or a dock (like this one from elgato) (be sure to check as some don't have video out)

    both options would also let you keep a USB hard drive on your desk plugged into the dock/monitor, and then connect everything with one cable
  5. RMo macrumors 65816


    Aug 7, 2007
    Iowa, USA
    You're going to have a hard time with that on the Air, as it has only one video out port (the Thunderbolt/Mini-Displayport port). Some Macs have multiple video out ports (e.g., the Mac mini and MacBook Pro, which have both Thunderbolt/Mini-DisplayPort and HDMI). If you're desperate, you can make it work with a USB "graphics card," but you'll need a driver (usually OK but could break any year if the vendor decides to stop supporting it as Apple updates their OS more frequently now), it will make your computer work a bit harder to power it (so it may be slower for other tasks), and it will never perform as good as even integrated graphics would (no gaming or videos, but more static content like Web browsing or office apps are OK). Many are also limited in the resolutions they can support.

    But the way most people do it is with multiple video-out ports, either built in if it's a laptop (or I guess Apple's desktops) or with multiple graphics cards (the most common scenario on a PC if the integrated graphics are not being used).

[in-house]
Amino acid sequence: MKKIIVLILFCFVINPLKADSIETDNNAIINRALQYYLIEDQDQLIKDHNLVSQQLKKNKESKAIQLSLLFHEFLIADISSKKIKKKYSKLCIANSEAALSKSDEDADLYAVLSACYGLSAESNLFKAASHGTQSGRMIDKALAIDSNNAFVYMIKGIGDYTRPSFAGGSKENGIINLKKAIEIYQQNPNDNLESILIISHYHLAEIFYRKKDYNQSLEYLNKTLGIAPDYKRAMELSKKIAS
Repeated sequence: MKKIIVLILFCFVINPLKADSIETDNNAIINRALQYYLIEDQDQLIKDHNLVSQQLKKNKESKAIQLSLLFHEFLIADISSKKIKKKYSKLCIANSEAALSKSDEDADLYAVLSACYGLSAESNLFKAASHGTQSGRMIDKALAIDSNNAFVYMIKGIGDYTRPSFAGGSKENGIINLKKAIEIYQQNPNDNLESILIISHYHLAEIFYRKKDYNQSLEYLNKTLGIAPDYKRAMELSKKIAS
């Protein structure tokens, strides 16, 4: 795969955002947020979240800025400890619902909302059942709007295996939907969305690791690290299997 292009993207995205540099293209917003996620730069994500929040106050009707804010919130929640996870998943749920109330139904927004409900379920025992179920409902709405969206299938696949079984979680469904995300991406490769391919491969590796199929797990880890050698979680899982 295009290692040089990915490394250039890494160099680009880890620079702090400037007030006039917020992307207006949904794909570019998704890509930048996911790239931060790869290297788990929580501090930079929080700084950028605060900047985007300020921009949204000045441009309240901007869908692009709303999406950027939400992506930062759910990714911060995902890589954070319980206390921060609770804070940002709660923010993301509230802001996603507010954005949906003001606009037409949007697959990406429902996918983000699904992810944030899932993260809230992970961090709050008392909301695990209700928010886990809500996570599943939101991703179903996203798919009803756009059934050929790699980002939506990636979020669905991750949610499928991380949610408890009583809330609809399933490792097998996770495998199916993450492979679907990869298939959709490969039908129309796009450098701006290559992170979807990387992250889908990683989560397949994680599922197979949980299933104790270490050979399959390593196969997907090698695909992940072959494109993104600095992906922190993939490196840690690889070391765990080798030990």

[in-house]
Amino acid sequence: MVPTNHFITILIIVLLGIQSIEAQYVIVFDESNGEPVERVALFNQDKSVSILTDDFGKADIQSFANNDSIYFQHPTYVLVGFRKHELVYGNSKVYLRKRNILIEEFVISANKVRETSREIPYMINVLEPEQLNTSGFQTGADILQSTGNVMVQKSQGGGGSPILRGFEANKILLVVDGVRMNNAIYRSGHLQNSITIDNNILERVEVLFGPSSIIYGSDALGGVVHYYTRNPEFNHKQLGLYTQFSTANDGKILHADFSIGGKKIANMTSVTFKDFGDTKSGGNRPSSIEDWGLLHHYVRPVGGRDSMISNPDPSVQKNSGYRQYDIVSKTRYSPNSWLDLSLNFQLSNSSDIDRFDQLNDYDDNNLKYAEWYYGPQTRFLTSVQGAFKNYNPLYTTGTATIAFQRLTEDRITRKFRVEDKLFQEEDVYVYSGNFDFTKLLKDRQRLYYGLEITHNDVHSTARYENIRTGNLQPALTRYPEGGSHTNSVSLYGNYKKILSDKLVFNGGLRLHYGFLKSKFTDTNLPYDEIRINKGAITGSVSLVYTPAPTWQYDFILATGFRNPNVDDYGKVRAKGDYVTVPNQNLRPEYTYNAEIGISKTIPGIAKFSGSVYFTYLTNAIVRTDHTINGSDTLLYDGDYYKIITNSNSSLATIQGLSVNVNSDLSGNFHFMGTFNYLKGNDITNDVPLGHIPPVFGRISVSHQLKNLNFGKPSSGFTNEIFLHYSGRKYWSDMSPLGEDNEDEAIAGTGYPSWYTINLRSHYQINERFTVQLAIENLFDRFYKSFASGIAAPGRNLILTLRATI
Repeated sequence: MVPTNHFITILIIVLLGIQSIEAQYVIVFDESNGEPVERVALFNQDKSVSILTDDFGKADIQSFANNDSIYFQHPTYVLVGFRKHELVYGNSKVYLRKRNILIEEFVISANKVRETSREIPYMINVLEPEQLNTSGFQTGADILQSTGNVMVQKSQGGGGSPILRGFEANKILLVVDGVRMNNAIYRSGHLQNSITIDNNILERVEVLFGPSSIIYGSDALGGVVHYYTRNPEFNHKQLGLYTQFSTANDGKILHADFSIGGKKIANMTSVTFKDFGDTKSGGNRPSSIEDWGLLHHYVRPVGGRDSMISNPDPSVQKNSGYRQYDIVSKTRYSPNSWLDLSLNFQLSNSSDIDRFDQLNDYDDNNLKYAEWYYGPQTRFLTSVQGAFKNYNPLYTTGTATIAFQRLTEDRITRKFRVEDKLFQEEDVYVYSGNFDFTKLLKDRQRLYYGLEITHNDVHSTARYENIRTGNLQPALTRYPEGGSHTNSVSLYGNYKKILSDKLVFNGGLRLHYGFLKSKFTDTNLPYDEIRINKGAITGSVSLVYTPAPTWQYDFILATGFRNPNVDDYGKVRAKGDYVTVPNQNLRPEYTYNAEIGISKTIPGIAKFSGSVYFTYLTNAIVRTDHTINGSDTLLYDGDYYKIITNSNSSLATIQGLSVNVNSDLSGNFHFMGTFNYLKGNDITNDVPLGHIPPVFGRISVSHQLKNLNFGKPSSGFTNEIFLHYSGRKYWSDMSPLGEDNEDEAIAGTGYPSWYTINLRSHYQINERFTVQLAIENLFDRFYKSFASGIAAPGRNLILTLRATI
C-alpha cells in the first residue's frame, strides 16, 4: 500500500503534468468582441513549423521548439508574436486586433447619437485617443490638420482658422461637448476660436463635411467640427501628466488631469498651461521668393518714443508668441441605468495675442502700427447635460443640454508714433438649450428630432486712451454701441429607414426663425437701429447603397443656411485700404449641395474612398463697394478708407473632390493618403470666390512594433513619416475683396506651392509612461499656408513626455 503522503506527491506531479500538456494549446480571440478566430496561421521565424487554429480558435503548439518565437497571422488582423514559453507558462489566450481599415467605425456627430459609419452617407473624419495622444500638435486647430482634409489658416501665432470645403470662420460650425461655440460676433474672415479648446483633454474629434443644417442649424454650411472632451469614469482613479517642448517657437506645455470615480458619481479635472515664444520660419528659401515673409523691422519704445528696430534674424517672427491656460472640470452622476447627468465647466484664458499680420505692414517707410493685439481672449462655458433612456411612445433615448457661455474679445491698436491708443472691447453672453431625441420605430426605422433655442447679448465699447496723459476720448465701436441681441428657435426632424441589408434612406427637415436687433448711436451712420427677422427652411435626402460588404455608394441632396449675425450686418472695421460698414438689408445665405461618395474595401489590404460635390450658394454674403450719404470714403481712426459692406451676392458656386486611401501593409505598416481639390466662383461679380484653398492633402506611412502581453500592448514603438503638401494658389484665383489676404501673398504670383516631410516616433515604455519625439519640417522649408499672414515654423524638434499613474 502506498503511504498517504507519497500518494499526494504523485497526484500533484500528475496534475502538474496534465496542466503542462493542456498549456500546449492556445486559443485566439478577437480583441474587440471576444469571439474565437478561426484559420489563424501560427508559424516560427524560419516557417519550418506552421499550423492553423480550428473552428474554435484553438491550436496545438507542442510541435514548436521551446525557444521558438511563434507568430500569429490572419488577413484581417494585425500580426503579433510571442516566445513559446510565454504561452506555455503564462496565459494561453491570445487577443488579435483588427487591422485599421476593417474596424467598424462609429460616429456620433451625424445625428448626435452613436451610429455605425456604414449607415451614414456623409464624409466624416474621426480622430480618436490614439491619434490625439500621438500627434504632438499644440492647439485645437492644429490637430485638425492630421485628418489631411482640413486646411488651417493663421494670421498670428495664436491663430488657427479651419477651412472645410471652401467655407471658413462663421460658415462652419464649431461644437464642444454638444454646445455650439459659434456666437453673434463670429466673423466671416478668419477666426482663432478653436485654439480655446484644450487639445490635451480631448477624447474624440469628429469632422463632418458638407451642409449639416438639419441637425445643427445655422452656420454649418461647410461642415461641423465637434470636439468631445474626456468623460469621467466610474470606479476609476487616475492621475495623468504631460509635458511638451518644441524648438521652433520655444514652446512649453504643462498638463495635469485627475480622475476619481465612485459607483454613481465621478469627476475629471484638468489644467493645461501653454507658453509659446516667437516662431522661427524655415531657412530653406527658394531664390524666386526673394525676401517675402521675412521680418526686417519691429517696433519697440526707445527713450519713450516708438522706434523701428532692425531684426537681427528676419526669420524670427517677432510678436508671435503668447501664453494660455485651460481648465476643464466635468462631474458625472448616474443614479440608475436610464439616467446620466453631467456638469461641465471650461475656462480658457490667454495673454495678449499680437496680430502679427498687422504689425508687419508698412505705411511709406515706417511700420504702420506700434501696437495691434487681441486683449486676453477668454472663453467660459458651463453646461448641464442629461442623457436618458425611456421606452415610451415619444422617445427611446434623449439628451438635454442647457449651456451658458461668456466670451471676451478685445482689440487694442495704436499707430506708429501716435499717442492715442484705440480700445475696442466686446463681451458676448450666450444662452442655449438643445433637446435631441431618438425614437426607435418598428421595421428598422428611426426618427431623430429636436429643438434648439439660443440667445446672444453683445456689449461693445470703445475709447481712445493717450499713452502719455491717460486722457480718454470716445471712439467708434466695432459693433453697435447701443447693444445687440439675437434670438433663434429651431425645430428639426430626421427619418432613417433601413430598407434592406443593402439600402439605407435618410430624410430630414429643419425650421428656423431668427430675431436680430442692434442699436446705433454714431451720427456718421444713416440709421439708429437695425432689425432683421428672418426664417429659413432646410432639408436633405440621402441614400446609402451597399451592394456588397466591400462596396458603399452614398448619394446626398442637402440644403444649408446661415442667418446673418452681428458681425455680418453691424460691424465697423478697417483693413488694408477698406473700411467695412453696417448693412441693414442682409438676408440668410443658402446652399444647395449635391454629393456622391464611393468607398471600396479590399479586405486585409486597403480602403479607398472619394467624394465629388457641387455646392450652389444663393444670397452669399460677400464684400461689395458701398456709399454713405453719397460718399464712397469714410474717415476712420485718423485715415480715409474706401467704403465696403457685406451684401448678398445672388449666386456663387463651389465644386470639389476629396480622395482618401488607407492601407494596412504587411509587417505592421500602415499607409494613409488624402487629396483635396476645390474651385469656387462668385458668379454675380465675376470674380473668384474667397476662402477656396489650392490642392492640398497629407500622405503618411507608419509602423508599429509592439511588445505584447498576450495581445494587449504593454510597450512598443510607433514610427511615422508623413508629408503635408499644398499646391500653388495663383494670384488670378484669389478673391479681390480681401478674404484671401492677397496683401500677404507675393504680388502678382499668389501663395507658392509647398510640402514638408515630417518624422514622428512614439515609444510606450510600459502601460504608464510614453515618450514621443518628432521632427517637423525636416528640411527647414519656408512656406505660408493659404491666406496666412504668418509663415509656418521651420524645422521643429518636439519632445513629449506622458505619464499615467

I find my iPad more portable and convenient than my MacBook, but I guess I don't have an Air--maybe it is that much better. :) Good luck with the new purchase!

    Those aren't the only two options if you need Ethernet and video at the same time on a MacBook Air (or any computer with only one Thunderbolt port that is also used for video). They're just the only two Apple publicizes well. :)

    You can also use a USB to Ethernet adapter. USB 2 is slower than GigE, but for most home networks (especially if it's only being used for Internet access) this shouldn't matter, and there are also USB 3 adapters where this difference (more than) disappears, at least in theory. Just make sure you get one that is compatible with the Mac, as you may need a driver to make it work. And if you're running out of USB ports, USB hubs are much more common and less expensive than Thunderbolt docks (or hubs, which I don't even think exist...yet?).
  6. MRrainer macrumors 65816

    Aug 8, 2008
    Zurich, Switzerland

    Screens up to 2560x1600 in resolution are supported, using DisplayPort.

    The warning about being only able to use the Thunderbolt-Port for the display or for anything else still applies.

    If all you ever connect to is WiFi, BlueTooth and the occasional USB device, you're golden.
  7. ame8199 thread starter macrumors 6502

    Apr 30, 2011
    O i wasn't actually looking to do two screen...I was just curious on how it worked.

    I have a wifi connection in my house. I honestly don't plan on getting technical with it at all. It was just an option if I didn't want to stare at the 11 inch screen for a long time.

    Im working on a 13 inch screen now and Im doing fine with that.